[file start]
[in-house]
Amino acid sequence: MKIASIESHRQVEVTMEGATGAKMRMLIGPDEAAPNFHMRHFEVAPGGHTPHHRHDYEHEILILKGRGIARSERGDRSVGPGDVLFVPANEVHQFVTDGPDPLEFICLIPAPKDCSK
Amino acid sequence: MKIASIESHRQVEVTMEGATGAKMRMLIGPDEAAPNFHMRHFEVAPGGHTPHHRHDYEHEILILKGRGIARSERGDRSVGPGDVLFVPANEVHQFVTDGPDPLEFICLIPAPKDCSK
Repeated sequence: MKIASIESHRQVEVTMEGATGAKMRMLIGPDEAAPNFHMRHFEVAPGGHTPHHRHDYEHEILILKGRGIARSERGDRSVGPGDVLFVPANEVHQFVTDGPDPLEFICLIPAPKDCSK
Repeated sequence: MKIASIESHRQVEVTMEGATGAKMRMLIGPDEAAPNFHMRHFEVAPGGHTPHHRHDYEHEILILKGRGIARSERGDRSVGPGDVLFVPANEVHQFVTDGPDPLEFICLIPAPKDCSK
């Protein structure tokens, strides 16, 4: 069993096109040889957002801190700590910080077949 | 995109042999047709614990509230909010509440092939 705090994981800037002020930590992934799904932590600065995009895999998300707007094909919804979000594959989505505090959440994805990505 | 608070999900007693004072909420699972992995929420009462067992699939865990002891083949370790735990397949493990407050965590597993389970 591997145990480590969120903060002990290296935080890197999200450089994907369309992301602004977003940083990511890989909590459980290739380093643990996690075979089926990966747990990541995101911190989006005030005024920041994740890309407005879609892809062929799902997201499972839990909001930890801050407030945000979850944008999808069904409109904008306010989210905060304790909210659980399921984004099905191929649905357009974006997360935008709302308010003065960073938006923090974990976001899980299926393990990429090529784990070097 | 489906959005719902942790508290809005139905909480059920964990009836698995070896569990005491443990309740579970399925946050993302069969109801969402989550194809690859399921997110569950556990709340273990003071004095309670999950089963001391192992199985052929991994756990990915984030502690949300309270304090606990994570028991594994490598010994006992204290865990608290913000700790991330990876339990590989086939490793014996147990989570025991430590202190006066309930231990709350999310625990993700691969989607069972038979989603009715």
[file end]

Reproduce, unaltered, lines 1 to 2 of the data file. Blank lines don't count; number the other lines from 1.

[in-house]
Amino acid sequence: MKIASIESHRQVEVTMEGATGAKMRMLIGPDEAAPNFHMRHFEVAPGGHTPHHRHDYEHEILILKGRGIARSERGDRSVGPGDVLFVPANEVHQFVTDGPDPLEFICLIPAPKDCSK